• Patients could be offered a provisional same day service, where they were booked on the same day for an appointment, assessment, ultrasound scan and received treatment.

  • Complaints were responded to appropriately and within service agreed timescales.

Is this a well led service?

  • Senior managers had a clear vision and strategy for this service but some staff were unable to demonstrate the service’s common aims with us during individual interviews.

  • There was strong local leadership of the service and quality of care and patient experience was seen as the responsibility of all staff.

  • Staff were proud of the service they provided and were aware of the requirements of DH RSOPs and RCOG’s Clinical Guidelines.

  • Staff felt supported to carry out their roles and were confident to raise concerns with their managers.

  • Patients were encouraged to provide feedback through a satisfaction survey, and the results were positive.

  • Clinical governance was well managed and DH documentation had been completed and submitted correctly.

  • Comments, concerns and complaints were shared with staff.

We saw several areas of outstanding practice including:

  • BPAS Luton offered a ‘provisional same day’ service, where patients could be booked on the same day for an appointment, assessment, ultrasound scan and receive treatment.

  • The clinic could assist patients from Northern Ireland and overseas to access registered charities for assistance with payment for treatments.

However, there were also areas where the provider needs to make improvements.

Action the clinic SHOULD take to improve:

  • Review the online policies and procedures to ensure all policies are up-to-date and old versions are archived.

  • Ensure staff do not keep personal copies of patients’ confidential information.

  • Ensure staff wear appropriate personal protective equipment.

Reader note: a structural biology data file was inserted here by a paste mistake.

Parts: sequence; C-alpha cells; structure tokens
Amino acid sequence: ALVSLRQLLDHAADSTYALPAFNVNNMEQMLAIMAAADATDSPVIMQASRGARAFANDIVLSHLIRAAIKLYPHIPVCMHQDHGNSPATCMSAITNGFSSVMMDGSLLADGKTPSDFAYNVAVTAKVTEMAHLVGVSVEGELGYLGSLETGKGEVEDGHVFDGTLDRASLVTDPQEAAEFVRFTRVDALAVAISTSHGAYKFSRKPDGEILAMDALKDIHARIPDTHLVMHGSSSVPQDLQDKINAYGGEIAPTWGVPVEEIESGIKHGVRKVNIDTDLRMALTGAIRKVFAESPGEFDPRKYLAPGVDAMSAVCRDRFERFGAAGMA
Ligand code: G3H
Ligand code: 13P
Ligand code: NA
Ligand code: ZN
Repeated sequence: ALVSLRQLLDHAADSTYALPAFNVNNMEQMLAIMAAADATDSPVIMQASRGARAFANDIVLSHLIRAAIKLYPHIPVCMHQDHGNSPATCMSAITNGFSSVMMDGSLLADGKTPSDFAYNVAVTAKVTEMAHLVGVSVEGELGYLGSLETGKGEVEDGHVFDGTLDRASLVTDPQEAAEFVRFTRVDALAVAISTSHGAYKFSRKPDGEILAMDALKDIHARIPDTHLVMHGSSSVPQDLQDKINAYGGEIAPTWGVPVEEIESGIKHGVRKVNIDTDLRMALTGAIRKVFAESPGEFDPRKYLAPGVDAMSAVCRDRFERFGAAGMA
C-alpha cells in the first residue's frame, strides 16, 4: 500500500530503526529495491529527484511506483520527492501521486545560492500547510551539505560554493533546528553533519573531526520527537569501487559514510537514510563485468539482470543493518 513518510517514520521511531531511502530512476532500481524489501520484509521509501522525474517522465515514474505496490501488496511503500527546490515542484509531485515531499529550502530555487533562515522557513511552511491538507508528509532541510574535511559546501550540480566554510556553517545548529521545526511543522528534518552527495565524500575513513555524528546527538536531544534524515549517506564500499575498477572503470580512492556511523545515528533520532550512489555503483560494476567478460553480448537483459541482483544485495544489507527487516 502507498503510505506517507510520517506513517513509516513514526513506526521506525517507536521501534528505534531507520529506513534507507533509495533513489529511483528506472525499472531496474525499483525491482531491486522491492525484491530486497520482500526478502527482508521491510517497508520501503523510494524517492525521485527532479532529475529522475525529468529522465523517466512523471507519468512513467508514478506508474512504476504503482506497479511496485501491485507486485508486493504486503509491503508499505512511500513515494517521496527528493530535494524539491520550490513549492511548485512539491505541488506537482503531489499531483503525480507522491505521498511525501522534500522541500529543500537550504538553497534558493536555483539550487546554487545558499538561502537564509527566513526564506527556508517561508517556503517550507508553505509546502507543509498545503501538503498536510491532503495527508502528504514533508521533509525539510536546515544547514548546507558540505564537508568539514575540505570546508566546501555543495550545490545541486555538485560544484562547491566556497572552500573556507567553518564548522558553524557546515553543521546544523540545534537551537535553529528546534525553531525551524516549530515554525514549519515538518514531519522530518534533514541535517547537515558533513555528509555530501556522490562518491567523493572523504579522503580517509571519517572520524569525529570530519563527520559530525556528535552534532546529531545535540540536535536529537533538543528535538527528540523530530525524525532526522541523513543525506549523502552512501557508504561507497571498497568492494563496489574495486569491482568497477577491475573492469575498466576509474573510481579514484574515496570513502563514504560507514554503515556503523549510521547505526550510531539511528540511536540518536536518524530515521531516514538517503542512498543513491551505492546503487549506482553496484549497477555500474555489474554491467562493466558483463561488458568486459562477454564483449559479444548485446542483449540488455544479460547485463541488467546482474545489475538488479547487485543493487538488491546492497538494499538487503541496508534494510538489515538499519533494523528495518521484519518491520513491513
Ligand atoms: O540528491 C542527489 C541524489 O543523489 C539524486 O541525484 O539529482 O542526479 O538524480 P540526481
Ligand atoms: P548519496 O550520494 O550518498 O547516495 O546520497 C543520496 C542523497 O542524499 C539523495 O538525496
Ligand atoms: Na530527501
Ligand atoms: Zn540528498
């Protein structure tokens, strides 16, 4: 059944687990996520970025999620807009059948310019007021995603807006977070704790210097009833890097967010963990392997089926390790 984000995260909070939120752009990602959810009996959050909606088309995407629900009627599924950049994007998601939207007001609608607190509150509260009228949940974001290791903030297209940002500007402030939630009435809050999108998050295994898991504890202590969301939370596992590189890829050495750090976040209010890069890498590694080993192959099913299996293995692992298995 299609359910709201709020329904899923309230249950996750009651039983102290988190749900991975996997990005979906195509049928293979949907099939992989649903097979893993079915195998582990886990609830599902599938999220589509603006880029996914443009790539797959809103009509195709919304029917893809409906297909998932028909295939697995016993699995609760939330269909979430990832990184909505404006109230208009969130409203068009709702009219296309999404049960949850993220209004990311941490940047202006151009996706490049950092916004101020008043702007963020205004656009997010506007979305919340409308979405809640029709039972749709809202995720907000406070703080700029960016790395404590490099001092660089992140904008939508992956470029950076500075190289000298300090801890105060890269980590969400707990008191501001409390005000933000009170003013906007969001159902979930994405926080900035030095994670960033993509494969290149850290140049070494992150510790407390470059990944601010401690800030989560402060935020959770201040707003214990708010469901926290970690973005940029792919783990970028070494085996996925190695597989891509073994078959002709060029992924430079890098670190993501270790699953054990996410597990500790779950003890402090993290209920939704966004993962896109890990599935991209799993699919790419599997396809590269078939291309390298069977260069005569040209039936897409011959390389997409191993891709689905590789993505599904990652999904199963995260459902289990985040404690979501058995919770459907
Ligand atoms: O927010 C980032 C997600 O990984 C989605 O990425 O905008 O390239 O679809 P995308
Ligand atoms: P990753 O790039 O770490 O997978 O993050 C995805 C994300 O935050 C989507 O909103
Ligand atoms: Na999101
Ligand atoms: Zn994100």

• Ensure the laundering of theatre clothing complies with the Association of Perioperative Practice 2011.

  • Ensure stock levels are checked comprehensively and stock rotation ensures that no out- of-date supplies are present in treatment rooms.

  • Ensure that resuscitation equipment is stored securely when not in use and is not easily accessible to visitors to the clinic.

  • Ensure up-to-date copies of the British National Formulary (BNF) are available at the clinic so that any prescribing reflects latest guidelines. The BNF is a pharmaceutical reference book.

  • Review the process for checking the call bell systems to ensure they are in working order.

  • Review systems and processes in place to minimise the risk of exposure to verbal abuse and threatening behaviours, so that staff working at BPAS Luton clinic feel safe at all times.

Professor Sir Mike Richards

Chief Inspector of Hospitals

2 May 2013

During a routine inspection

We carried out an inspection of bpas Luton on 2 May 2013 and observed a relaxed environment with people treated in a professional and respectful manner. At the time of our inspection, very few people were booked into the service, but we did speak with someone as they were leaving following their care and treatment; they told us they were very happy with the care provided and attitude of staff.

We looked at the processes in place for obtaining people's consent to care and treatment, and found this was managed in line with national information and good practice guidance.

We found the provider had safe systems for managing medicines within the service, and also had comprehensive procedures for managing any concerns or complaints related to the service.